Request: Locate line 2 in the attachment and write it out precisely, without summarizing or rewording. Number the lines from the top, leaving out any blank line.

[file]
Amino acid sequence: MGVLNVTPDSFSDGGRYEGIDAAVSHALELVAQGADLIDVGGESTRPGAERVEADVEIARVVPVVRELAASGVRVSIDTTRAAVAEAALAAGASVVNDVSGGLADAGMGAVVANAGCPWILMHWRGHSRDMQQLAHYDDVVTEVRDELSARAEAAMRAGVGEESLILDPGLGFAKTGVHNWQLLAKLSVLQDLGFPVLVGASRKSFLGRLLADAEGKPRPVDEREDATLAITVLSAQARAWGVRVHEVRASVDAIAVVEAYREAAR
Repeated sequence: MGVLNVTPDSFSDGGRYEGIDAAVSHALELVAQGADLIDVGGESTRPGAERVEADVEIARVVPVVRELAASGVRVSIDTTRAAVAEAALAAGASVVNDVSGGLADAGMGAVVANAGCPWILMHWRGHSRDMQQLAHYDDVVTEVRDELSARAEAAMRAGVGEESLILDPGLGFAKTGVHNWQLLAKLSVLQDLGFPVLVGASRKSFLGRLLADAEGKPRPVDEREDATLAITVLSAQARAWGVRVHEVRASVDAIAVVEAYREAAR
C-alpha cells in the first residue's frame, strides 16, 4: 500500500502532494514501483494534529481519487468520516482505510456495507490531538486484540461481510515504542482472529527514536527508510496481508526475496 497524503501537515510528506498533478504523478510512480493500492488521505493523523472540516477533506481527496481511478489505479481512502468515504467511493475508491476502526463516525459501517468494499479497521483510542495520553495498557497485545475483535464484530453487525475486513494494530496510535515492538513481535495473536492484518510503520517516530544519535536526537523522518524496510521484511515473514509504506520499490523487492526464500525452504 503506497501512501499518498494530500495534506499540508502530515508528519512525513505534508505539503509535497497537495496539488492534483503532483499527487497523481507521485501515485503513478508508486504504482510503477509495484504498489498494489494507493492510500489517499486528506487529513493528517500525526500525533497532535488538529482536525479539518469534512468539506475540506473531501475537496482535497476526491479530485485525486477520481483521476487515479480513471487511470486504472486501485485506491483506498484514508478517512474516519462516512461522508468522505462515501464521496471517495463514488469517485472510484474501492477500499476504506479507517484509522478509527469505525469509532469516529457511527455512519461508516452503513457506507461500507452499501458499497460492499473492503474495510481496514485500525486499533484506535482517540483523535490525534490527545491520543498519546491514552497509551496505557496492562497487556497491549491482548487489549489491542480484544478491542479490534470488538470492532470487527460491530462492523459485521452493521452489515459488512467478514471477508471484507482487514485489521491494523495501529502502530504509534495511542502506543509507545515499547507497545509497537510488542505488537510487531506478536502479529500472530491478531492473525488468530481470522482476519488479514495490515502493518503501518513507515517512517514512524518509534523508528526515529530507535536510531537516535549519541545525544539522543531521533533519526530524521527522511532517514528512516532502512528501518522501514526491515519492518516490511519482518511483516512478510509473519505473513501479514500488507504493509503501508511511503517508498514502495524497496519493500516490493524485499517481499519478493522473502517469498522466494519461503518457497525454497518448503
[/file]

Repeated sequence: MGVLNVTPDSFSDGGRYEGIDAAVSHALELVAQGADLIDVGGESTRPGAERVEADVEIARVVPVVRELAASGVRVSIDTTRAAVAEAALAAGASVVNDVSGGLADAGMGAVVANAGCPWILMHWRGHSRDMQQLAHYDDVVTEVRDELSARAEAAMRAGVGEESLILDPGLGFAKTGVHNWQLLAKLSVLQDLGFPVLVGASRKSFLGRLLADAEGKPRPVDEREDATLAITVLSAQARAWGVRVHEVRASVDAIAVVEAYREAAR